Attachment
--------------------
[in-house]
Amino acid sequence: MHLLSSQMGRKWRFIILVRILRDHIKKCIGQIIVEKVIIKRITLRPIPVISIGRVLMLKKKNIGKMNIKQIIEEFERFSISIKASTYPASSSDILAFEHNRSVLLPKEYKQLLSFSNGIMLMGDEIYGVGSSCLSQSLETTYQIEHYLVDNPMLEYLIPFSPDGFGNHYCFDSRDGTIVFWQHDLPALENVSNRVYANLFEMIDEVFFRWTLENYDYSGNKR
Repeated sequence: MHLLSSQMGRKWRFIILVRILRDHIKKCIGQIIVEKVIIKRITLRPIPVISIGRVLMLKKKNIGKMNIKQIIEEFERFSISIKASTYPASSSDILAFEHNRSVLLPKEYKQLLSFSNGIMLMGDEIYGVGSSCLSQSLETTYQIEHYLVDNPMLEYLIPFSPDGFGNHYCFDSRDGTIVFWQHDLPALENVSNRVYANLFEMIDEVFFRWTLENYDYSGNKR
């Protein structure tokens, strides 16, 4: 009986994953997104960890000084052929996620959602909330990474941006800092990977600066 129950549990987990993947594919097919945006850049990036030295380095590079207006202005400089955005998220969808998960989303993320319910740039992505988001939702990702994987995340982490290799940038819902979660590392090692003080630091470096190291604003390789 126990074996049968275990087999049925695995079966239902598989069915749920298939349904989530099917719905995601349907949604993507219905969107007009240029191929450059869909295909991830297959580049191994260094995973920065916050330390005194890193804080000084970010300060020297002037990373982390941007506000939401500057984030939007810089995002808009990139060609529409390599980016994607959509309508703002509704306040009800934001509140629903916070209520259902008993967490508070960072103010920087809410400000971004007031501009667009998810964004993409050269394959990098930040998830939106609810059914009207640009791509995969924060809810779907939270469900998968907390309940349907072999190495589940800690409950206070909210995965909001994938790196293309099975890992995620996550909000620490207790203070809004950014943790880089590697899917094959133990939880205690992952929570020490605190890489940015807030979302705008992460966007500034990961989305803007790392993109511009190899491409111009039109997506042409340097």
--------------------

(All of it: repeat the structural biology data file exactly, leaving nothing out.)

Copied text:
[in-house]
Amino acid sequence: MHLLSSQMGRKWRFIILVRILRDHIKKCIGQIIVEKVIIKRITLRPIPVISIGRVLMLKKKNIGKMNIKQIIEEFERFSISIKASTYPASSSDILAFEHNRSVLLPKEYKQLLSFSNGIMLMGDEIYGVGSSCLSQSLETTYQIEHYLVDNPMLEYLIPFSPDGFGNHYCFDSRDGTIVFWQHDLPALENVSNRVYANLFEMIDEVFFRWTLENYDYSGNKR
Repeated sequence: MHLLSSQMGRKWRFIILVRILRDHIKKCIGQIIVEKVIIKRITLRPIPVISIGRVLMLKKKNIGKMNIKQIIEEFERFSISIKASTYPASSSDILAFEHNRSVLLPKEYKQLLSFSNGIMLMGDEIYGVGSSCLSQSLETTYQIEHYLVDNPMLEYLIPFSPDGFGNHYCFDSRDGTIVFWQHDLPALENVSNRVYANLFEMIDEVFFRWTLENYDYSGNKR
């Protein structure tokens, strides 16, 4: 009986994953997104960890000084052929996620959602909330990474941006800092990977600066 129950549990987990993947594919097919945006850049990036030295380095590079207006202005400089955005998220969808998960989303993320319910740039992505988001939702990702994987995340982490290799940038819902979660590392090692003080630091470096190291604003390789 126990074996049968275990087999049925695995079966239902598989069915749920298939349904989530099917719905995601349907949604993507219905969107007009240029191929450059869909295909991830297959580049191994260094995973920065916050330390005194890193804080000084970010300060020297002037990373982390941007506000939401500057984030939007810089995002808009990139060609529409390599980016994607959509309508703002509704306040009800934001509140629903916070209520259902008993967490508070960072103010920087809410400000971004007031501009667009998810964004993409050269394959990098930040998830939106609810059914009207640009791509995969924060809810779907939270469900998968907390309940349907072999190495589940800690409950206070909210995965909001994938790196293309099975890992995620996550909000620490207790203070809004950014943790880089590697899917094959133990939880205690992952929570020490605190890489940015807030979302705008992460966007500034990961989305803007790392993109511009190899491409111009039109997506042409340097």